Surely we have a way of breaking through those enclosures by legal means. There must be some method of doing these things. Surely, the Chancellor is not incapable of devising some method. He has shown himself so ingenious in so many other things.
With regard to the Purchase Tax proposals, many of those I will deal with in Committee when I hope to submit Amendments which, I hope, will receive the sup- port of other hon. Members. There are, however, one or two anomalies which strike the eye of everyone the moment they look at the items. The Chancellor proposes that children's non-utility clothing shall be subject to a Purchase Tax of 33⅓ per cent., whereas formerly it was exempted. He also proposes that silk garments, formerly at 50 per cent., shall be reduced to 33⅓ per cent. Therefore, children's non-utility clothing is now in the same category as silk garments. I think it is true to say that many parents who would like to buy utility clothing for their children cannot find it in the shops, and have to buy non-utility. I do not think that any hon. Member would say that silk is a necessity of life. I see no reason why the tax on it should not go up to 66 per cent. rather than down to 33. Those are some of the anomalies with which we can deal at a later stage.
The economic situation calls for a change in direction of our external economy. It calls for trade relations with the Socialist countries and the Commonwealth. I am sure that hon. Members on this side of the Committee will be pleased if I recall to their minds what the Leader of the Labour Party said in a book which he wrote in 1937. The Prime Minister then said:
If the Labour Party were in power in this country, it could, with France and the U.S.S.R. and the smaller States which are largely governed under Socialist inspiration, pursue a policy of international economic operations based upon the utilisation of abundance instead of restriction.
The Prime Minister wrote that in 1937 in his book, "The Labour Party in Perspective." I quote from page 225. It may be argued by some that conditions have changed, but principles should not have changed. What endeavour is being made to develop trade with those countries in line with the principles enunciated by the Prime Minister—or Mr. Attlee, as he then was?
What we want is a planned economy in this country. A Budget today should include no additional taxation on the working class, but rather increased taxes on profits. It should include an increased tax on income from investments, and a tax on the disposal of capital shares. There ought to be a reduced rate of interest, and not the higher rate which is now operating. Though this Budget may appear to give some relief in certain directions, the Chancellor himself says we have to see it from an overall point of view, and I would say that from an overall point of view it is disappointing—particularly for the Labour movement, which had been led to believe for the last two months that something was going to be done in the Budget to balance the sacrifices they had been called upon to make. This Budget does not fulfil the promise in Labour's programme.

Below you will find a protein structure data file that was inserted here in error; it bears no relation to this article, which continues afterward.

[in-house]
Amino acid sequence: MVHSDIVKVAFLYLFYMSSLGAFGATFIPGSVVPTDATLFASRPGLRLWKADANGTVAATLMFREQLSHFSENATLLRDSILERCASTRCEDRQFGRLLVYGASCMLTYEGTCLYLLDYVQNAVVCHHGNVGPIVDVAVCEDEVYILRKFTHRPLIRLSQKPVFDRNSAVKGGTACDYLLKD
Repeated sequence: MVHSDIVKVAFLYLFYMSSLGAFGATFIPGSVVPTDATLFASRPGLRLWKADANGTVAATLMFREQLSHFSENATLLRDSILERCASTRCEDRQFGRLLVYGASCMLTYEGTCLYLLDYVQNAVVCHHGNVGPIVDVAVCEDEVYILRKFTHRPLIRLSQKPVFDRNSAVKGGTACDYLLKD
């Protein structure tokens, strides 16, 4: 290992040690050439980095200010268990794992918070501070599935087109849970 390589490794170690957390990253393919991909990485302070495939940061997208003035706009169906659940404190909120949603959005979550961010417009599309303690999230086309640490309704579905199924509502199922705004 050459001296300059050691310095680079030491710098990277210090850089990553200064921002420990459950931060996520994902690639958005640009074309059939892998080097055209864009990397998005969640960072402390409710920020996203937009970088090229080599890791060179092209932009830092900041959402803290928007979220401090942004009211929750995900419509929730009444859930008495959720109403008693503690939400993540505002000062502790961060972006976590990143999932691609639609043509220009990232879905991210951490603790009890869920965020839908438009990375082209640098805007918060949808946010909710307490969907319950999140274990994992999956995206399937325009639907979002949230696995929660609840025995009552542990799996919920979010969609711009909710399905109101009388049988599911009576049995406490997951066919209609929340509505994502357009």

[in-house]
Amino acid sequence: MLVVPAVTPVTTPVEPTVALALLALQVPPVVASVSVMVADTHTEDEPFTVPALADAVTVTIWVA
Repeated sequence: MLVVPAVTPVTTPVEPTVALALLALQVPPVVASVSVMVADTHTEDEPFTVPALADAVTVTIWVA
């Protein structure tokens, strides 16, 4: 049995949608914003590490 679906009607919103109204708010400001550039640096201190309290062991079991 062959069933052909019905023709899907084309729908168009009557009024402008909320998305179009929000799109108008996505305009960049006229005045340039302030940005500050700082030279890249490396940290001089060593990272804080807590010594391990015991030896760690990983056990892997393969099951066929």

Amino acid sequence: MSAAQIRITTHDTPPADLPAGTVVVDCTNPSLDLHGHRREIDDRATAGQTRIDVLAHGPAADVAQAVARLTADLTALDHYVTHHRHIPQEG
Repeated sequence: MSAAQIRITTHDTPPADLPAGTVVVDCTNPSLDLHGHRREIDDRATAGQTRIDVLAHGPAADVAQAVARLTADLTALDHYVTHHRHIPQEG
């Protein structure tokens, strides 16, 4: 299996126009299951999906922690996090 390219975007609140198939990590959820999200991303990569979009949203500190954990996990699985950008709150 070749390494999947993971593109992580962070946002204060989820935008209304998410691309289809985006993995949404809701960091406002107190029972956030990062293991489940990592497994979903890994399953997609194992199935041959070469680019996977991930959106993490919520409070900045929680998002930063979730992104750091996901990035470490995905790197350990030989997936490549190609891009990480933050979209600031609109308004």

I would remind the Committee of a further quotation from the Prime Minister's book. On page 130 he says:
I have stated that Socialism cannot make capitalism work. The 1929 experiment demonstrated this. No really effective steps could be taken to deal with the economic crisis because any attempt to deal with fundamentals brought opposition from the Liberals.
The Conservatives are completely out of the picture naturally.
Labour men who saw clearly the need for dealing with causes had to try to deal with results. The amount that could be extracted for the workers from a capitalistic system was limited. When this limit had been reached, failure was bound to ensue I admit that the experiment was not made under fair conditions. The Party was handicapped by the conditions of the time, which demanded drastic measures, and by its leading personnel, who had surrendered their minds to capitalism long before they sold their bodies.
I take it that the Committee are clear that I am quoting what the Prime Minister said in his book in 1937. The Prime Minister may not recognise in himself and the Chancellor the description I have just read out. That is how he described Ramsay MacDonald and others. However, the Prime Minister should recognise that he and others among his colleagues are now treading the same path. If he cannot recognise it, I would point out that the working class are beginning to recognise it and that their attitude to the Budget will be shown in no uncertain terms.